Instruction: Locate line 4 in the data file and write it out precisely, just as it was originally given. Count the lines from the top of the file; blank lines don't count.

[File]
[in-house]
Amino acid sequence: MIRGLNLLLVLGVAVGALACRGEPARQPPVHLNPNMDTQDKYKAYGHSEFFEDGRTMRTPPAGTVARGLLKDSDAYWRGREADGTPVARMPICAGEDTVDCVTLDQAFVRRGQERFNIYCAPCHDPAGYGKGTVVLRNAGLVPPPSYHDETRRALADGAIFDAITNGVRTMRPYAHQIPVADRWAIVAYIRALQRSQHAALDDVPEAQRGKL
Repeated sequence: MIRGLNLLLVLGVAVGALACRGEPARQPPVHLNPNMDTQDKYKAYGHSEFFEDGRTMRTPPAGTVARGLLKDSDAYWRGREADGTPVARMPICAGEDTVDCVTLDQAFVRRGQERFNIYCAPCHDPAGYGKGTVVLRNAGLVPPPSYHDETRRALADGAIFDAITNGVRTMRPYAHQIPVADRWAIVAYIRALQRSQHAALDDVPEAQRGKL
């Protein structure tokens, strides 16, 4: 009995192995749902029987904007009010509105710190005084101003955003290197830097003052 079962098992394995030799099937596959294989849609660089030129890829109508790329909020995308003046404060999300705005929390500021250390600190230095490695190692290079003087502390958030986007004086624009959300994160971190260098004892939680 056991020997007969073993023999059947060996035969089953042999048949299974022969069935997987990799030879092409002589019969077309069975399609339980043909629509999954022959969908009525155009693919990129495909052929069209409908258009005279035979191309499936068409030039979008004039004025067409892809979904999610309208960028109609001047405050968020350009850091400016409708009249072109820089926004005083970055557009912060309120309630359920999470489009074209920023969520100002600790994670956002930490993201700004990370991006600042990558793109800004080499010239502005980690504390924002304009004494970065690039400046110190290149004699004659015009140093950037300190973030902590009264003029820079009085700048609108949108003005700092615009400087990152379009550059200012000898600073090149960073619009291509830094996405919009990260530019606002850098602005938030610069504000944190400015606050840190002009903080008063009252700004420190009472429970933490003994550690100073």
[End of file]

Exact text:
């Protein structure tokens, strides 16, 4: 009995192995749902029987904007009010509105710190005084101003955003290197830097003052 079962098992394995030799099937596959294989849609660089030129890829109508790329909020995308003046404060999300705005929390500021250390600190230095490695190692290079003087502390958030986007004086624009959300994160971190260098004892939680 056991020997007969073993023999059947060996035969089953042999048949299974022969069935997987990799030879092409002589019969077309069975399609339980043909629509999954022959969908009525155009693919990129495909052929069209409908258009005279035979191309499936068409030039979008004039004025067409892809979904999610309208960028109609001047405050968020350009850091400016409708009249072109820089926004005083970055557009912060309120309630359920999470489009074209920023969520100002600790994670956002930490993201700004990370991006600042990558793109800004080499010239502005980690504390924002304009004494970065690039400046110190290149004699004659015009140093950037300190973030902590009264003029820079009085700048609108949108003005700092615009400087990152379009550059200012000898600073090149960073619009291509830094996405919009990260530019606002850098602005938030610069504000944190400015606050840190002009903080008063009252700004420190009472429970933490003994550690100073």